“I don’t see a comprehensive bill going anywhere in the next two years,” Sen. Jeff Bingaman (D-N.M.), chairman of the Senate Energy and Natural Resources Committee, told a Washington policymakers conference sponsored by Reuters on Tuesday.

This disconnect has left environmentalists and many climate scientists pessimistic. For years, activists argued that it was hard to limit greenhouse gases because, unlike other forms of pollution, they are impossible to see, smell or touch. Climate effects are increasingly plain to see but no easier to address.

Rafe Pomerance, a senior fellow with the group Clean Air-Cool Planet, said he and other experts are stunned to see so many examples of global warming materializing at once.

Planned distribution of BP research funds worries some scientists

The oil giant nears an agreement to dispense $500 million through an alliance overseen by gulf state governors. Critics fear expertise elsewhere will be overlooked.

With its well finally shut down, BP is close to agreement on funneling a promised $500 million in research funds through an organization overseen by Gulf Coast governors, not the nation’s scientific community.

The pending decision has stirred concern among some scientists who fear most of the money will be doled out to institutions in the governors’ home states “” in effect making the distribution of research grants more like pork-barrel projects, rather than pure scientific pursuits.

Critics worry the expertise of distinguished oceanographic organizations such as the Woods Hole Oceanographic Institution in Massachusetts and the Scripps Institution of Oceanography in California could be excluded from the complex task of determining the full effects of the massive spill.

Less is more for greener insecticide.

No solvent and no corrosive acids. That’s part of the recipe for a new, less polluting method of making chemicals that kill an important crop pest. Taking their inspiration from natural plant chemicals called flavones, the authors of the study developed a way to make, compare, and test the insecticides, and used the information to create a predictive computer model.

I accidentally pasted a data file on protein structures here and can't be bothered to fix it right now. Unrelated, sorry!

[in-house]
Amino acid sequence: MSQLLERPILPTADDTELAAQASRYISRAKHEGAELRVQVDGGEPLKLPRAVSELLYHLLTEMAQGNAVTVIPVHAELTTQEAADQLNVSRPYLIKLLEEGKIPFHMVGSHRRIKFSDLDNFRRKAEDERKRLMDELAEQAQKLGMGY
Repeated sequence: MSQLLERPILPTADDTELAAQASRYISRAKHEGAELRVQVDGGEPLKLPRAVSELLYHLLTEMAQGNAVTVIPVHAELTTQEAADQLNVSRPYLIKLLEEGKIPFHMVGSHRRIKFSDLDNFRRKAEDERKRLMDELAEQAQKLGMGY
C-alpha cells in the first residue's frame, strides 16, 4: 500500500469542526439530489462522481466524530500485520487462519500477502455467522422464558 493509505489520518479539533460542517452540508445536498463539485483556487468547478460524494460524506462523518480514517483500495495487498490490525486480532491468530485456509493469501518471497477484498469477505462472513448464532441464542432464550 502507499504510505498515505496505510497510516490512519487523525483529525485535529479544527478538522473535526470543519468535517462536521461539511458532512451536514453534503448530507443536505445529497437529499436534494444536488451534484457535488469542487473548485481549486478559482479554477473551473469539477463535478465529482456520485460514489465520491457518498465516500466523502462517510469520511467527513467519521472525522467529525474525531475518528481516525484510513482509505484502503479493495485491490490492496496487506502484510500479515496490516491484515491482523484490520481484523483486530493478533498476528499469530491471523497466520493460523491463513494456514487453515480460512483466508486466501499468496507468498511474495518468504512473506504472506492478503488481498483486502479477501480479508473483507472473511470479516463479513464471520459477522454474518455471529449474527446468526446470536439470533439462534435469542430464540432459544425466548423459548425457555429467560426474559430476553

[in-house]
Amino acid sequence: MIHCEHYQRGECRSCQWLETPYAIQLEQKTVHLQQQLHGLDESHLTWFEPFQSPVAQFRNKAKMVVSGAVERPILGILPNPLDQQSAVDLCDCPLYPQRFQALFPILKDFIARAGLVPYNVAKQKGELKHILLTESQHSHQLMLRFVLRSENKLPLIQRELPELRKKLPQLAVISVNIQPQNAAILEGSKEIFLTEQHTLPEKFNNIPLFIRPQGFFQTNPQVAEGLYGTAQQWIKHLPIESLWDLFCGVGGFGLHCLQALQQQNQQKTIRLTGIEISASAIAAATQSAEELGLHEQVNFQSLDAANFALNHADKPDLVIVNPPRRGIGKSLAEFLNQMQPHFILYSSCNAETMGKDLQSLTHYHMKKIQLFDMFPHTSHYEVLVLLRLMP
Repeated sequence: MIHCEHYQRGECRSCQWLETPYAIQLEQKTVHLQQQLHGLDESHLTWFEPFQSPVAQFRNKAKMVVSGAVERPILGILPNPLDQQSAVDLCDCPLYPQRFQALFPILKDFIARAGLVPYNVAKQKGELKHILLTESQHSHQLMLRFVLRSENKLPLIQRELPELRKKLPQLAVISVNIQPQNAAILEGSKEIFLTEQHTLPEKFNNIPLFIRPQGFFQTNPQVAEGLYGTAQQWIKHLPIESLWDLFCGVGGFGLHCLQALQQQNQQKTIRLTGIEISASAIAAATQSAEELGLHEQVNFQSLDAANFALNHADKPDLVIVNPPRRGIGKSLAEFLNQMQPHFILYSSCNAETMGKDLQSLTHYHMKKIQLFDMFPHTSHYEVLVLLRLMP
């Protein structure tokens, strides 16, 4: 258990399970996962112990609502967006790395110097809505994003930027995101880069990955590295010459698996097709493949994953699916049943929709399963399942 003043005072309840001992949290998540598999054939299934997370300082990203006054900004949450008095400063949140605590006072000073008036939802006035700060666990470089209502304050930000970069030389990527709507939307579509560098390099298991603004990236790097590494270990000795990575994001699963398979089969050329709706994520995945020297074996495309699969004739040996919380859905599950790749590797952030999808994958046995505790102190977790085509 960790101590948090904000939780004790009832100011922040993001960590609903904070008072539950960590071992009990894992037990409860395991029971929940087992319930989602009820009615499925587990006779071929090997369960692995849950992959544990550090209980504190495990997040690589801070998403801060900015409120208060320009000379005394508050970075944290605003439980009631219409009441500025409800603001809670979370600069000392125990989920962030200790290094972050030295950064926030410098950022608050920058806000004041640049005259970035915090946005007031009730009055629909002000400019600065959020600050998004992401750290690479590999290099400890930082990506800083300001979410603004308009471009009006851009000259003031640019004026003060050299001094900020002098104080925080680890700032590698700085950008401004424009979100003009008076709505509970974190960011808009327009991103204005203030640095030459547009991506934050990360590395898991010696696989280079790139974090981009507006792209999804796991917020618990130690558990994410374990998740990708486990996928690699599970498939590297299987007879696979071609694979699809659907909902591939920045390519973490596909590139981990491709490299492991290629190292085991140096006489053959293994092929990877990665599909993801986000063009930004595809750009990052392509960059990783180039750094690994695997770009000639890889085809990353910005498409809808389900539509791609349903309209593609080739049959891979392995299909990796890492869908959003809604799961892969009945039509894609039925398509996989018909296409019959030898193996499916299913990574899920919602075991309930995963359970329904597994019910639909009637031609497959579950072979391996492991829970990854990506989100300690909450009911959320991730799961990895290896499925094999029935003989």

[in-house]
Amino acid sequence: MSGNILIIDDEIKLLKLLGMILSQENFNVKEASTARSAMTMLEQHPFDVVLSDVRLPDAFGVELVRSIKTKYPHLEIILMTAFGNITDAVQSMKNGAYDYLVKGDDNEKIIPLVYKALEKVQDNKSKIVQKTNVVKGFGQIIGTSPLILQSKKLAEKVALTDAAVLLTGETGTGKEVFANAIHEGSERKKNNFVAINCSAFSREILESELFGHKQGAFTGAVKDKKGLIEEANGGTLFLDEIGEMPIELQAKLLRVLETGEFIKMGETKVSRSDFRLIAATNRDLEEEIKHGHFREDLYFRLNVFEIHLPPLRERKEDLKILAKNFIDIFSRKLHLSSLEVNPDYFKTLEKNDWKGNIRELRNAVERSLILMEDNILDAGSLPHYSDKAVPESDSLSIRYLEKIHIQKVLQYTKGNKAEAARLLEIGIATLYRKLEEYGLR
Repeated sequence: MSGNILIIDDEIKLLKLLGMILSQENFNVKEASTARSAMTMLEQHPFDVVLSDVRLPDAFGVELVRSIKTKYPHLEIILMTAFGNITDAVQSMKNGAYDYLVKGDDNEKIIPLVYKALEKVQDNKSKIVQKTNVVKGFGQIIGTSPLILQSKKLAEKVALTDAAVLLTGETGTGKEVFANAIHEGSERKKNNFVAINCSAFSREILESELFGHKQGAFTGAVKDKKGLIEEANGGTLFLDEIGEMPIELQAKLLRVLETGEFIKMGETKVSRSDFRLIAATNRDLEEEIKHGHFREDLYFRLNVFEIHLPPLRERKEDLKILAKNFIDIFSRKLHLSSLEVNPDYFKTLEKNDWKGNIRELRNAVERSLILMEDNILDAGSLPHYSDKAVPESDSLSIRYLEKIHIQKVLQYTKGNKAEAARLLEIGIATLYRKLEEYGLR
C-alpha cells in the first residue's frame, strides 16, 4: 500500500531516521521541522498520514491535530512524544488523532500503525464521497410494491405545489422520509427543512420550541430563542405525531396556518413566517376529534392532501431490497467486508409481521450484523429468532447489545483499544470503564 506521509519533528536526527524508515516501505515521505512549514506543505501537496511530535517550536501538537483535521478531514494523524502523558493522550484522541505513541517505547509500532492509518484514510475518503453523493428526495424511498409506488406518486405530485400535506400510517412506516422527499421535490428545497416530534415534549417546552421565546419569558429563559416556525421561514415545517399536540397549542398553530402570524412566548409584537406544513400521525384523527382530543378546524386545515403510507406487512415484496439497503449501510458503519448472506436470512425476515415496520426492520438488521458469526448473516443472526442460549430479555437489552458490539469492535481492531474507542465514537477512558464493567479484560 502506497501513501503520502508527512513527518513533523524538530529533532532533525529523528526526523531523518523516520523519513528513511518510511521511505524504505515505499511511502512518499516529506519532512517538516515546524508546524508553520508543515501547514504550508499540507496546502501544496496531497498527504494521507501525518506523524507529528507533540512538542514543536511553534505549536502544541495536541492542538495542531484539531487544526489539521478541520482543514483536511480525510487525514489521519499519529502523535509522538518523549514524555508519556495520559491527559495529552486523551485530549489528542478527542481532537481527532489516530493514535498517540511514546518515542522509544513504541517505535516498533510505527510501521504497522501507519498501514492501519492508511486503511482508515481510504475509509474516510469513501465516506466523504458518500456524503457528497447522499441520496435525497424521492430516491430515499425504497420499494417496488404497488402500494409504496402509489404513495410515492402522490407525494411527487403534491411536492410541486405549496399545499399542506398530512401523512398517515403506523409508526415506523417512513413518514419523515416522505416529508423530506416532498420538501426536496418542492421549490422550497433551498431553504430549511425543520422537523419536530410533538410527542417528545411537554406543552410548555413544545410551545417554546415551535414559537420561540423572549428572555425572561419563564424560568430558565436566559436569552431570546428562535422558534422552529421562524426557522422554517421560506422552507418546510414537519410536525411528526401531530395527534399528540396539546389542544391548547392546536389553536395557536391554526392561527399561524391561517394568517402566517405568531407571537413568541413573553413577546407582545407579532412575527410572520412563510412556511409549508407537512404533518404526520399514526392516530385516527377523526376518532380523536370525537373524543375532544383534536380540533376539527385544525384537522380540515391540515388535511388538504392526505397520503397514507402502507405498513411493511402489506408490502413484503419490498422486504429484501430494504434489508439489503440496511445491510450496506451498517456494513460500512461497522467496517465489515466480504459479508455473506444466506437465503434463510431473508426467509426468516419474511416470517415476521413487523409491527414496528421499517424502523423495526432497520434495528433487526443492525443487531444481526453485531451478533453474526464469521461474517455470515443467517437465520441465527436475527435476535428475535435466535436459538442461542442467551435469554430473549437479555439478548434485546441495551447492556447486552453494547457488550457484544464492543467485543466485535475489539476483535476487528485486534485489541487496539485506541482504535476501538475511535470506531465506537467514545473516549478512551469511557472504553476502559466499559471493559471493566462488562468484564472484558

The cleaner synthesis was used to control fall armyworms, one of the main threats to corn crops in many parts of the world. The new method avoids toxic solvents and strong mineral acids that were needed in earlier processes.

Instead, it relies on a metal catalyst that works at low levels: one catalyst molecule per 200 molecules of starting material. The catalyst could be easily recovered at the end of the chemical reaction and recycled several times, reducing waste.

Flavones protect plants against a variety of bacteria and insects. Some flavones also show beneficial effects in humans as antioxidants, anti-inflammatory agents, antimicrobials and anticancer agents.

Solar boom underway in Tucson, Southern Arizona (Rep. Gabrielle Giffords)

Davis-Monthan Air Force Base has a proud and distinguished record of training this nation’s fighter pilots and protecting our country’s air space for more than eight decades.

Soon, D-M will write a new chapter in American leadership by having the military’s largest solar-generating capacity.

The base will turn to the sun for one-third of its power needs, relying on what will be one of the nation’s biggest solar power plants – a 14.5-megawatt photovoltaic array slated for construction next year. That will give D-M the military’s largest photovoltaic plant, surpassing the 14.2-megawatt array built at Nellis Air Force Base in Nevada three years ago.

D-M already is home to the largest solar neighborhood in the nation. Some 6 megawatts of solar generating capacity has been installed at the Soaring Heights community on the base, meeting about 75 percent of the peak power demand in the housing area.

30 Responses to Energy and Global Warming News for September 24th: UK opens world’s biggest offshore windfarm; GE chief slams U.S. on energy; “Sea snot” explosion caused by BP oil disaster, possibly crippling Gulf food chain?

  1. Jeff Huggins says:

    It will be interesting to see if the media cover Immelt’s comments.

    Perhaps Climate Progress should do an entire focused post specifically on Immelt’s comments, what they mean, how we should all take them seriously, and so forth. With all of the world’s scientific organizations concerned about global warming, and given the growing number of corporate folks (in some industries anyhow) speaking out about the matter, for the life of me I can’t figure out why it is that the Obama administration (and the climate activist groups we all know and love) can’t be making much more progress. When you have all the Earth’s scientific organizations on your side, AND an increasing number of credible corporate titans speaking out, AND periodic events of nature that are becoming increasingly worrisome, at some point you have to wonder, why are our present efforts and leadership so insufficiently effective, i.e., ineffective?